I couldn’t agree more. In nearly every case over my 20+ year career that I’ve been invited to help scale business agility, “to become Agile – in behavior and nature”, in an enterprise the organization was already struggling with achieving agility using just Scrum and Agile. This is the basis of my often repeated statement, “Agile is dead.”

To my dismay, it is also common for the great technical and business practices and concepts from XP to not exist in the lexicon of the organization. Or, only part of XP is used, often incorrectly. It is shameful that Kent Beck’s work is not more prominent in the space. I’m glad to see that he is becoming more active again recently.

A better coaching approach (than simply proposing Scrum and Agile in a CAS) is to understand the market of tools, best practices, frameworks, et cetera and how to apply them appropriately without bias to customer context to drive better outcomes for the business or organization.

As a continuous learner, this is also why I have so much respect Alex Yakyma’s work with OrgMindset. Thinking tools are needed to properly apply and use complex tools in complex organizations.  Alex said something very important and interesting during our last discussion/debate about the topics of “Agile” tools and frameworks. Paraphrasing, he said, “I’m just using everything that I know and all of my skills and experience to help businesses make more money.”

This statement is important because often Agile zealots lose sight of the purpose of business – to create wealth – for the shareholders or beneficiaries of the organization. Agile and Scrum are not the goal.

Furthermore, we often forget that Agile and Scrum start out in a state of death. Agile and Scrum are literally just words on a page. They must be given life.

#scaledagile #scrum #agile #scaledagileframework #business #safe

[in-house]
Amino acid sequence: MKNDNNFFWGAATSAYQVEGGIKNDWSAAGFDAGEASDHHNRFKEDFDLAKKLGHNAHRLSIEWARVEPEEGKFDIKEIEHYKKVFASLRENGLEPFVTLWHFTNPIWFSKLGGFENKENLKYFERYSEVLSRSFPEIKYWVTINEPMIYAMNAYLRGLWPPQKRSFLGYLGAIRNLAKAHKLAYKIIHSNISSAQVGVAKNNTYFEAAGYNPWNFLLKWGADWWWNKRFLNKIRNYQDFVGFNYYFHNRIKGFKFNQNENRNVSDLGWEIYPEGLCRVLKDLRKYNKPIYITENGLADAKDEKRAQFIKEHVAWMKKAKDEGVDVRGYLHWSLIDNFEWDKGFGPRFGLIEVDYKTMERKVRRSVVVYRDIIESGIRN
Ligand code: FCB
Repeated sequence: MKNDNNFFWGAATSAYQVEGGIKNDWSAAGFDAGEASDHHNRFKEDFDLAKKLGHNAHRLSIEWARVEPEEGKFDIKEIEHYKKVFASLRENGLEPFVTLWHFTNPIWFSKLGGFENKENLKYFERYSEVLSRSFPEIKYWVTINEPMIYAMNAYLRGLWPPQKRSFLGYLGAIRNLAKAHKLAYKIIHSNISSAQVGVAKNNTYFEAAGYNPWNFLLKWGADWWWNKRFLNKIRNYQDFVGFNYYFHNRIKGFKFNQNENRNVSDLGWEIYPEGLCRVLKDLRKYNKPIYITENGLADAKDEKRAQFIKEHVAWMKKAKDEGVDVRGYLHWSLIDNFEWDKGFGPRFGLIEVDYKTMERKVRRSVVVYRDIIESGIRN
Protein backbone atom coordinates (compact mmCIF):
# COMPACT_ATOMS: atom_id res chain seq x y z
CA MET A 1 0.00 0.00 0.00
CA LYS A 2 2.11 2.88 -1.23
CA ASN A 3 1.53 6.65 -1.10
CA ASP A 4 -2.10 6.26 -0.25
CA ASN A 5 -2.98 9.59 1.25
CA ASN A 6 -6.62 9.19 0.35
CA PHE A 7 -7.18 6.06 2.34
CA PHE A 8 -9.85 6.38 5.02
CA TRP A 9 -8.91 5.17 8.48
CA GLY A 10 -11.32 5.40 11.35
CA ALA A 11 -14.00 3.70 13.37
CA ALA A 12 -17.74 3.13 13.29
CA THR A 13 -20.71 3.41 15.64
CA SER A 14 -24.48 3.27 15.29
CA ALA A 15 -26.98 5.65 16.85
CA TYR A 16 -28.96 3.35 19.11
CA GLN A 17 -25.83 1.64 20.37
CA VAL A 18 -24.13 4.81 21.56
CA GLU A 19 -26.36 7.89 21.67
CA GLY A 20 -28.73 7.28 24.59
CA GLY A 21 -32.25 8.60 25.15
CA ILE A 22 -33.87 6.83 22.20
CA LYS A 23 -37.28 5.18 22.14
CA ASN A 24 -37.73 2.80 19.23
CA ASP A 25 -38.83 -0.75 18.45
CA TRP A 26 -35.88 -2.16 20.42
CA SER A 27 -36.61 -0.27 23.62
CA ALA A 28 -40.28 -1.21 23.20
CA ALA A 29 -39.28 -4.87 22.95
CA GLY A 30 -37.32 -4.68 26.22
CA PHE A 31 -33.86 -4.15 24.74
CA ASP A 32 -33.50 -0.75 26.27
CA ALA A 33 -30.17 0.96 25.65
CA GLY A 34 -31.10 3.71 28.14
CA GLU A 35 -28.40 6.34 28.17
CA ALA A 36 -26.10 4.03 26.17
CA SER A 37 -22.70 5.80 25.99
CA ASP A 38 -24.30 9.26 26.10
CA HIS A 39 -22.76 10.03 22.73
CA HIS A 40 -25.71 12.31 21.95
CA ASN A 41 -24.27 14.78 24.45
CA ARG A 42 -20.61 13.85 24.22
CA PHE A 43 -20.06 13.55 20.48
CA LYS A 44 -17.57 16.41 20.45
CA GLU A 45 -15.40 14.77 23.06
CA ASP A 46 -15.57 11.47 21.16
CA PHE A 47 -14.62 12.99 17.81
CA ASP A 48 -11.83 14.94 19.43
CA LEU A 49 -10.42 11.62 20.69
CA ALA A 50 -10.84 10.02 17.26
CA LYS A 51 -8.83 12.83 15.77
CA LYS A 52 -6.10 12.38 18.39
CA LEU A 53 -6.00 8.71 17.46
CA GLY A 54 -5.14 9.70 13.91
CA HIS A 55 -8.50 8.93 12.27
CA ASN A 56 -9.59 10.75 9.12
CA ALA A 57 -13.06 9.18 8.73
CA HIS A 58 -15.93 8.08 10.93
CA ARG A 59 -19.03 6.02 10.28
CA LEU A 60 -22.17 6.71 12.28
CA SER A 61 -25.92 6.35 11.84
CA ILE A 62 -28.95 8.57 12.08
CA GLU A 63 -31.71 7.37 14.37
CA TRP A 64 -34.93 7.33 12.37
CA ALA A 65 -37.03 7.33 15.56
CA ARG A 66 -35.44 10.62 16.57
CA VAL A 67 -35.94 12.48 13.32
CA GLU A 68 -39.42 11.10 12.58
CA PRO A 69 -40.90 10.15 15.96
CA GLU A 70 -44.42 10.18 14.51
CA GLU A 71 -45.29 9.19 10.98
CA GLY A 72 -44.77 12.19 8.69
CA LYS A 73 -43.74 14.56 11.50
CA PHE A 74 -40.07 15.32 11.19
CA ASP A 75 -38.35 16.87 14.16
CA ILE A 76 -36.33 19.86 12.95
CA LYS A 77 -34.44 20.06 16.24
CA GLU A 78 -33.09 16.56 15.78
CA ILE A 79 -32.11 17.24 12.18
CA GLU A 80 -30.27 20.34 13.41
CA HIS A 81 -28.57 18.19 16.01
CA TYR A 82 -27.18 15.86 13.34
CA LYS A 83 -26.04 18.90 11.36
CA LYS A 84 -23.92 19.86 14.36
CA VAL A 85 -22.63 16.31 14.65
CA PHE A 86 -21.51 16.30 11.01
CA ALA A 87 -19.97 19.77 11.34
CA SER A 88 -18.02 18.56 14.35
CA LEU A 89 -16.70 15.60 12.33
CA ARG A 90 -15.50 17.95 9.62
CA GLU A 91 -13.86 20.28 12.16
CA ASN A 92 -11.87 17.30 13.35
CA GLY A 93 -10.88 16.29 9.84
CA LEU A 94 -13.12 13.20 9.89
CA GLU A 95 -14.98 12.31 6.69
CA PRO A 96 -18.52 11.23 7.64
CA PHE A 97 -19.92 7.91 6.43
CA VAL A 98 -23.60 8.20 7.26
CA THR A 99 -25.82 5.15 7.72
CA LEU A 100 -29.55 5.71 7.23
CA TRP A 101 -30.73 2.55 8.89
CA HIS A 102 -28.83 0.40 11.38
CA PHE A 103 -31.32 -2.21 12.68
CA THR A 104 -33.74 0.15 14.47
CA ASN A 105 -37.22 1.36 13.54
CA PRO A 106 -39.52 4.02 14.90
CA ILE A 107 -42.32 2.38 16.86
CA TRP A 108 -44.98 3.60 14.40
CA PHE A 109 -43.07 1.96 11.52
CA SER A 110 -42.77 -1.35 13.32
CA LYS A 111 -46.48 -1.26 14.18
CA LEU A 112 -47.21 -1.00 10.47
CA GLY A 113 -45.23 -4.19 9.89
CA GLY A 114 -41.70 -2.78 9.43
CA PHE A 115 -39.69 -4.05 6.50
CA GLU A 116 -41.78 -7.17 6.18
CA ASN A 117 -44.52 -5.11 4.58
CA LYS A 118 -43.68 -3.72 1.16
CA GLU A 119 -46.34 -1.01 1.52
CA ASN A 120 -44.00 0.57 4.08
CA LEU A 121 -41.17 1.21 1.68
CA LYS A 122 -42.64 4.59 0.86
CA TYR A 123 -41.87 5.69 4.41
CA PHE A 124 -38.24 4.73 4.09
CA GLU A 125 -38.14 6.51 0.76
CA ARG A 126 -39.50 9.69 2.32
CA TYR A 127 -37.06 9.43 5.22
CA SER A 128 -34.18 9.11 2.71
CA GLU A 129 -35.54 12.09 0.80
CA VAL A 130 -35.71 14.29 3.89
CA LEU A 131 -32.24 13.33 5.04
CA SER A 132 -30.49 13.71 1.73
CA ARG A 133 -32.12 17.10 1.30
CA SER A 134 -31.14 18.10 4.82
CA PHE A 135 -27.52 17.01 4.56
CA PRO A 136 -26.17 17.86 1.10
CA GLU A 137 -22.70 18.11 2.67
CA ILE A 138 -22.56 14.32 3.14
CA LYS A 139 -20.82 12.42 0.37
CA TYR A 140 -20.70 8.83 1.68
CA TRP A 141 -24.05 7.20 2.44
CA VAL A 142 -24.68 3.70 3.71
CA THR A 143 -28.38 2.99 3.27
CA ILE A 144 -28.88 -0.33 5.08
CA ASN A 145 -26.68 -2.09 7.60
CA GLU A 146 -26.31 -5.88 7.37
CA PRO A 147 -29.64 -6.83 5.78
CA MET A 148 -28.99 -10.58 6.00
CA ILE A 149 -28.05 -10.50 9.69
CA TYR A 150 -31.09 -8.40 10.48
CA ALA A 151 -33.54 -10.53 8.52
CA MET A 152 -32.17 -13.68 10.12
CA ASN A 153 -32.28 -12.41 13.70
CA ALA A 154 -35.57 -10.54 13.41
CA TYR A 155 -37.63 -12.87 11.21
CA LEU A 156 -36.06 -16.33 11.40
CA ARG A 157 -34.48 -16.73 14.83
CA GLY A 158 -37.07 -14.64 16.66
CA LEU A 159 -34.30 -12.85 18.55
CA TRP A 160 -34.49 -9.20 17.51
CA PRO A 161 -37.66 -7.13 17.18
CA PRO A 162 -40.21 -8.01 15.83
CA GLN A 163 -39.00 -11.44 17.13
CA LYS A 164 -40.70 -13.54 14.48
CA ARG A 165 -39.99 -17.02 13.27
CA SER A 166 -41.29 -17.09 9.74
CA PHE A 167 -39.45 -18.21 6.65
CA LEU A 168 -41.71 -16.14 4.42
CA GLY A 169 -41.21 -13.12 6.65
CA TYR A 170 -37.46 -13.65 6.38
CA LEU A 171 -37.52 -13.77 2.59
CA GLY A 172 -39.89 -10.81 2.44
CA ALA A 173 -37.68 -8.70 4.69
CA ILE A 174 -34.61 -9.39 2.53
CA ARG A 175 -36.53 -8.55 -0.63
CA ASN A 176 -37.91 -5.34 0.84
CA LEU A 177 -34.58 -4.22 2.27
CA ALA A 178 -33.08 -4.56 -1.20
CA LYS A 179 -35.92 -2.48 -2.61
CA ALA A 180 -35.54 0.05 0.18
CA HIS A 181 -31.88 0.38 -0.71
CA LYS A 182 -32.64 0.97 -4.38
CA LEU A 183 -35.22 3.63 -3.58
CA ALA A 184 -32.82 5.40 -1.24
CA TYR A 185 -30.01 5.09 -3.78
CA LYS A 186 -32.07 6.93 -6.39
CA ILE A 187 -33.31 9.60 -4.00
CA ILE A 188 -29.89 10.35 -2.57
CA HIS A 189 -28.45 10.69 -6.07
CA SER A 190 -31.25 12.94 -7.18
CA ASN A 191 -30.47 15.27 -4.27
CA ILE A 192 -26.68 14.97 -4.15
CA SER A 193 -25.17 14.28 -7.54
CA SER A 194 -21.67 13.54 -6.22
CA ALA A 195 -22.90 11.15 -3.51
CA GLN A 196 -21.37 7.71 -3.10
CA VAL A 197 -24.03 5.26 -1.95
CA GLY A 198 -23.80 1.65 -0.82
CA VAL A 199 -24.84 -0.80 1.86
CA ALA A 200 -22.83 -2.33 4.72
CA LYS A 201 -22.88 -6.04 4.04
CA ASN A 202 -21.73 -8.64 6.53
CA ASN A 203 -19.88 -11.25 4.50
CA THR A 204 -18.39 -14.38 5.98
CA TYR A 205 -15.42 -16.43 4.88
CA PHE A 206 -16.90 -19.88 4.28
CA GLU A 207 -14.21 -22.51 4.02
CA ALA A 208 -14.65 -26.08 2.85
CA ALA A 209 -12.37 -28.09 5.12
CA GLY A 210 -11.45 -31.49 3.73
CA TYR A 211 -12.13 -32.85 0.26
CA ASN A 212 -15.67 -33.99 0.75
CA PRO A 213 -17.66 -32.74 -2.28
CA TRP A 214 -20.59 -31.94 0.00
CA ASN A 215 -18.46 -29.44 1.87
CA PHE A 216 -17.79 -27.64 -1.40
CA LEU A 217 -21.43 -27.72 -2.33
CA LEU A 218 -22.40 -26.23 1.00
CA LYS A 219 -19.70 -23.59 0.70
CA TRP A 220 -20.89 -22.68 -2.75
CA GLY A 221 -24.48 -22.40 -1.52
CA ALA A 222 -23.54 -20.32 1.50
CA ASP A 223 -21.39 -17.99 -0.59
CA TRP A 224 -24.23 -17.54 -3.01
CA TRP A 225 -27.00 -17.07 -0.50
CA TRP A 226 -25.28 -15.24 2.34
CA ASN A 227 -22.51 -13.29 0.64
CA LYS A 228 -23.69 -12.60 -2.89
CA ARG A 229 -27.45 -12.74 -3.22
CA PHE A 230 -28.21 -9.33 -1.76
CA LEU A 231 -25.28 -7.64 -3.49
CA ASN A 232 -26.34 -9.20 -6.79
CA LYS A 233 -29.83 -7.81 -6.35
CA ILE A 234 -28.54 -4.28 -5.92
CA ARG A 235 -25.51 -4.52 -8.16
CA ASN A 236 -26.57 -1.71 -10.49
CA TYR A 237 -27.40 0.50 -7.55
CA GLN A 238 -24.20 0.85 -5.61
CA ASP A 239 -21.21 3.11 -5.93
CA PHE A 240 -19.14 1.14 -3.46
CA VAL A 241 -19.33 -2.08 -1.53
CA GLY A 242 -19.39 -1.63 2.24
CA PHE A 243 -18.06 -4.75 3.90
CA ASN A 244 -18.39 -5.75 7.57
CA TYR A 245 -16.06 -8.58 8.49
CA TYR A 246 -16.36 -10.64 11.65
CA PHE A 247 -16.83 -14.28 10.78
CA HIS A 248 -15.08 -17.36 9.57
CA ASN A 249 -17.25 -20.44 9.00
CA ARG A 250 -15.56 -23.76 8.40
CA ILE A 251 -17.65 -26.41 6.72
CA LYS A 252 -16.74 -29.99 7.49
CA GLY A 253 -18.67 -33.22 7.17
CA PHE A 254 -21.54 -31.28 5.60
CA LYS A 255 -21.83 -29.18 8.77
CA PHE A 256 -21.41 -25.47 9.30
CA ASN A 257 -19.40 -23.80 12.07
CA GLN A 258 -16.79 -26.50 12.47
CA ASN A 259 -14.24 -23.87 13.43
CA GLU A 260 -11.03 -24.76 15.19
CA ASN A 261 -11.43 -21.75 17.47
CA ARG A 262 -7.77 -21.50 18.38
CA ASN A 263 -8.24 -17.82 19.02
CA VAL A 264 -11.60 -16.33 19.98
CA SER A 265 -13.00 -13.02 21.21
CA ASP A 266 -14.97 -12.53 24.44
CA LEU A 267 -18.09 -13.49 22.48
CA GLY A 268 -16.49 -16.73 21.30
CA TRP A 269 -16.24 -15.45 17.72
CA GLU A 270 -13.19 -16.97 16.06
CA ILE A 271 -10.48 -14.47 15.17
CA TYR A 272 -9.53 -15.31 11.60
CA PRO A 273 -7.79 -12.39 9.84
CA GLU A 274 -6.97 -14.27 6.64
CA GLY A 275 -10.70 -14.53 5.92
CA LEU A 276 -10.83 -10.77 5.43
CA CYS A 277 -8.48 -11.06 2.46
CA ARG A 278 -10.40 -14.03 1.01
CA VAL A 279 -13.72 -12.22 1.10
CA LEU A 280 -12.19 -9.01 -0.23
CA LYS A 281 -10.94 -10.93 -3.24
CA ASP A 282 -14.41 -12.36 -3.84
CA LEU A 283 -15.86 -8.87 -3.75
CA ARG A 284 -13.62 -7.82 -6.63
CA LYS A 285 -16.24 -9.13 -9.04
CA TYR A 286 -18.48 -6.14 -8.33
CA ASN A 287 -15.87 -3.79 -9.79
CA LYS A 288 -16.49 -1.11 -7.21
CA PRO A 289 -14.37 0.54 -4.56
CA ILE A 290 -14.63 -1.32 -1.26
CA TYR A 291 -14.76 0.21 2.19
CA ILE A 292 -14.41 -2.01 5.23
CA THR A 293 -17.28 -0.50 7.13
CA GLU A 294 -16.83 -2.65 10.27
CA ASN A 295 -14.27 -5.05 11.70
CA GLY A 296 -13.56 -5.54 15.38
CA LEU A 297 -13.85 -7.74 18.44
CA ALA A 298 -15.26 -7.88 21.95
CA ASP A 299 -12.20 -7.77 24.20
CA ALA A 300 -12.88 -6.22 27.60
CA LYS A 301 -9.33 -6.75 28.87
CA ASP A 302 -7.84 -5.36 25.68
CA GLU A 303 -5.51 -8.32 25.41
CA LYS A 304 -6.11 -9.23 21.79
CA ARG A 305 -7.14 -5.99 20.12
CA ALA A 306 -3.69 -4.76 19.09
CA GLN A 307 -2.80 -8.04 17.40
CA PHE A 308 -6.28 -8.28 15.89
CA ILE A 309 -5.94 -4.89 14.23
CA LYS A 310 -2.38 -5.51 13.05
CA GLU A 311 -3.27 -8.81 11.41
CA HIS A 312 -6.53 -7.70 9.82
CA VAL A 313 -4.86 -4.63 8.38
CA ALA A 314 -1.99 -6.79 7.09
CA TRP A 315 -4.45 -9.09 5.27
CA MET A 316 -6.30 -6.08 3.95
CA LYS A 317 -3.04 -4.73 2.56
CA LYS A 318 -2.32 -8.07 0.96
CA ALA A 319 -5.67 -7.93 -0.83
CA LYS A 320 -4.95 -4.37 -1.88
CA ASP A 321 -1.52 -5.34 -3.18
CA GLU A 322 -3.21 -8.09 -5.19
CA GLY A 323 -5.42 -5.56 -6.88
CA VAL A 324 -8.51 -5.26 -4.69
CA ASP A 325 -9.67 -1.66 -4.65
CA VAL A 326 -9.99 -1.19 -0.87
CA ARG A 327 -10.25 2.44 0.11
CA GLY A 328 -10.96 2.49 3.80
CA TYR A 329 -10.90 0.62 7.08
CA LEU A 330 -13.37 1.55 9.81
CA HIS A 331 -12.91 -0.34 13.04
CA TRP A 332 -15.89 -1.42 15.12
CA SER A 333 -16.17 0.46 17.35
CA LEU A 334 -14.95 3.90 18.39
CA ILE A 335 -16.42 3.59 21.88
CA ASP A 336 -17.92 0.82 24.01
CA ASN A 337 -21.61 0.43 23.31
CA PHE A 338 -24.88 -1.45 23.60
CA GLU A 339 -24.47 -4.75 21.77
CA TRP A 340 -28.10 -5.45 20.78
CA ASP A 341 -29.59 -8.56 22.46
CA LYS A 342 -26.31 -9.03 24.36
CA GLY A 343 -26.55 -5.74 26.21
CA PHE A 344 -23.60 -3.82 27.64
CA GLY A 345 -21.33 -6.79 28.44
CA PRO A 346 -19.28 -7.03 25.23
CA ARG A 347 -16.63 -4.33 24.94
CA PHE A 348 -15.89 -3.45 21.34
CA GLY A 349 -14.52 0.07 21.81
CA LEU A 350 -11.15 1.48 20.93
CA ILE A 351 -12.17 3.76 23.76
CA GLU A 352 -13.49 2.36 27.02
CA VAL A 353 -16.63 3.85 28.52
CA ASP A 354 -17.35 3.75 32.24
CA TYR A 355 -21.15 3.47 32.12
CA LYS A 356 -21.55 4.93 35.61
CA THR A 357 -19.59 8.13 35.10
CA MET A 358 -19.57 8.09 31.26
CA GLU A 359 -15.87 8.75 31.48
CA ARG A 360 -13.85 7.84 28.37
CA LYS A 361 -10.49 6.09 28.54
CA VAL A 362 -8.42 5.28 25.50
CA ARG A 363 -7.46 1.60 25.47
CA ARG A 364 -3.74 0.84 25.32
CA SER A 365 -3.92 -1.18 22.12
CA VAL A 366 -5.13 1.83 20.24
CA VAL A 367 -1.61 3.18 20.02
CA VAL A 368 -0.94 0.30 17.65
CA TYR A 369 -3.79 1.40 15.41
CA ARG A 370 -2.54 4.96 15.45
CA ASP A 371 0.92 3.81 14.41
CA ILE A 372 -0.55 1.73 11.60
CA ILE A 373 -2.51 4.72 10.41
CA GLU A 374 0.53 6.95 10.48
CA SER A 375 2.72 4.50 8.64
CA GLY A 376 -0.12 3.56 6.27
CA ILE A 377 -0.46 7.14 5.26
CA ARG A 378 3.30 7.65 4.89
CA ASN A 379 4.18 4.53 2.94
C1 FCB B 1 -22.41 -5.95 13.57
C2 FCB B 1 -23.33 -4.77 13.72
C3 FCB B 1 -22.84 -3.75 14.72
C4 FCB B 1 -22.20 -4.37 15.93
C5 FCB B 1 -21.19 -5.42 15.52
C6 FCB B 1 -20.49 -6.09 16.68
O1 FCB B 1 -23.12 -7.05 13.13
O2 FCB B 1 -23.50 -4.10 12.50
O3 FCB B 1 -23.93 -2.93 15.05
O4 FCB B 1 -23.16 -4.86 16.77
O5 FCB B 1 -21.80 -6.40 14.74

Coder Culture – Crazy and Crashing

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At a Product Owner Community of Practice event a few months ago I had a very interesting conversation with some great folks. We were discussing the topic of testing on an Agile team. During the discussion, someone mentioned a recent coder comment along the lines of, “I was hired as a developer, not a tester.”

Hell, I’ve heard this comment numerous times in my career! Agilists are crying. The DevOps folks are considering a jump! Call the police! Heresy!

I pointed out that as an “evil” Scrum master I would want to comment to this “developer” that, “what I am hearing is that you are a programmer, not a developer.” Now, we shouldn’t let our own emotions drive our behavior in this way so I wouldn’t recommend saying this to anyone. There are constructive ways to address bad philosophy and behavior in the system. Moving on from the shock and awe…

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Planning Defects into the system

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Why on earth do we do that?

Team A, an Agile Release Train (ART), or the mythical Scrum team, has a lot of technical debt. In an effort to reduce the technical debt, management decides to create a bunch of new “container” “FEATURES” in the product backlog to address batches of defects. Because they want to understand the value of the (fixing) defects.

Except there is a problem. Defects are not new features. Well, in a sane software world we hope not? Defects are typically created while coding or configuring a new feature, right? Is it a defect yet? Not really. Fix it NOW, not later. If it makes it to production? What is the cause of defects making it to production? Poor coding, standards, quality and automation, et cetera? No DevOps? or do defects occur magically in existing features (real ones)? (not my code!!) We all know how computers have minds of their own…

I’ve seen that oddly familiar pattern of desire to package up defect fix/technical debt effort into a feature or story or a suite before. I call these “projects”, “probably to be implemented with waterfall.” That type needs project managers and factory workers, not Lean-Agile practitioners, creative knowledge workers driven by autonomy, mastery, and purpose.